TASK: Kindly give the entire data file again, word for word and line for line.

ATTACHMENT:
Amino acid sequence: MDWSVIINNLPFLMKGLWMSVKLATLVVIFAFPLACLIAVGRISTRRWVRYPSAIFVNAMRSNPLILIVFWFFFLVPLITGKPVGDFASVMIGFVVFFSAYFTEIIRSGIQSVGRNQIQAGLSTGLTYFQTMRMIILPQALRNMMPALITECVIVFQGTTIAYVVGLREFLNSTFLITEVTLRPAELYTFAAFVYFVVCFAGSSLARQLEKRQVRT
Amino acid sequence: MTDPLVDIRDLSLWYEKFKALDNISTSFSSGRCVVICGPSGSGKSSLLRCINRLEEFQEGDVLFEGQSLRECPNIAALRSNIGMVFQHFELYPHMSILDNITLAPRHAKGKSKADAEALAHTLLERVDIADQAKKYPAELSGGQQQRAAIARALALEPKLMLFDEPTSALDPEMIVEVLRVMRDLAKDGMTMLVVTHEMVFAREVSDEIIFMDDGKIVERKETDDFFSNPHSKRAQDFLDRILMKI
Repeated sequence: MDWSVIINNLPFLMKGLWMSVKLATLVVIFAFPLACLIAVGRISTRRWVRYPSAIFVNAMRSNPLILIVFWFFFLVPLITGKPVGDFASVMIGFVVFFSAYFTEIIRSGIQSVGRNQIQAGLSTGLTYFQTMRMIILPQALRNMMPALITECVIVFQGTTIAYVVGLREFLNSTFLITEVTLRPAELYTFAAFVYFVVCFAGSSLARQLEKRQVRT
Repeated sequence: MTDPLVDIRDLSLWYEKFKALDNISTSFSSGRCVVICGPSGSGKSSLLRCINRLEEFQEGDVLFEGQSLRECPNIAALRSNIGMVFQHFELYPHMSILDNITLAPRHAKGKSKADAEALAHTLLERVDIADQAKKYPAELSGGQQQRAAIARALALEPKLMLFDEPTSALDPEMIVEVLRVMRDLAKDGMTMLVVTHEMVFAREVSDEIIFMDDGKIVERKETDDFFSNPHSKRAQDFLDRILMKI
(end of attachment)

Amino acid sequence: MDWSVIINNLPFLMKGLWMSVKLATLVVIFAFPLACLIAVGRISTRRWVRYPSAIFVNAMRSNPLILIVFWFFFLVPLITGKPVGDFASVMIGFVVFFSAYFTEIIRSGIQSVGRNQIQAGLSTGLTYFQTMRMIILPQALRNMMPALITECVIVFQGTTIAYVVGLREFLNSTFLITEVTLRPAELYTFAAFVYFVVCFAGSSLARQLEKRQVRT
Amino acid sequence: MTDPLVDIRDLSLWYEKFKALDNISTSFSSGRCVVICGPSGSGKSSLLRCINRLEEFQEGDVLFEGQSLRECPNIAALRSNIGMVFQHFELYPHMSILDNITLAPRHAKGKSKADAEALAHTLLERVDIADQAKKYPAELSGGQQQRAAIARALALEPKLMLFDEPTSALDPEMIVEVLRVMRDLAKDGMTMLVVTHEMVFAREVSDEIIFMDDGKIVERKETDDFFSNPHSKRAQDFLDRILMKI
Repeated sequence: MDWSVIINNLPFLMKGLWMSVKLATLVVIFAFPLACLIAVGRISTRRWVRYPSAIFVNAMRSNPLILIVFWFFFLVPLITGKPVGDFASVMIGFVVFFSAYFTEIIRSGIQSVGRNQIQAGLSTGLTYFQTMRMIILPQALRNMMPALITECVIVFQGTTIAYVVGLREFLNSTFLITEVTLRPAELYTFAAFVYFVVCFAGSSLARQLEKRQVRT
Repeated sequence: MTDPLVDIRDLSLWYEKFKALDNISTSFSSGRCVVICGPSGSGKSSLLRCINRLEEFQEGDVLFEGQSLRECPNIAALRSNIGMVFQHFELYPHMSILDNITLAPRHAKGKSKADAEALAHTLLERVDIADQAKKYPAELSGGQQQRAAIARALALEPKLMLFDEPTSALDPEMIVEVLRVMRDLAKDGMTMLVVTHEMVFAREVSDEIIFMDDGKIVERKETDDFFSNPHSKRAQDFLDRILMKI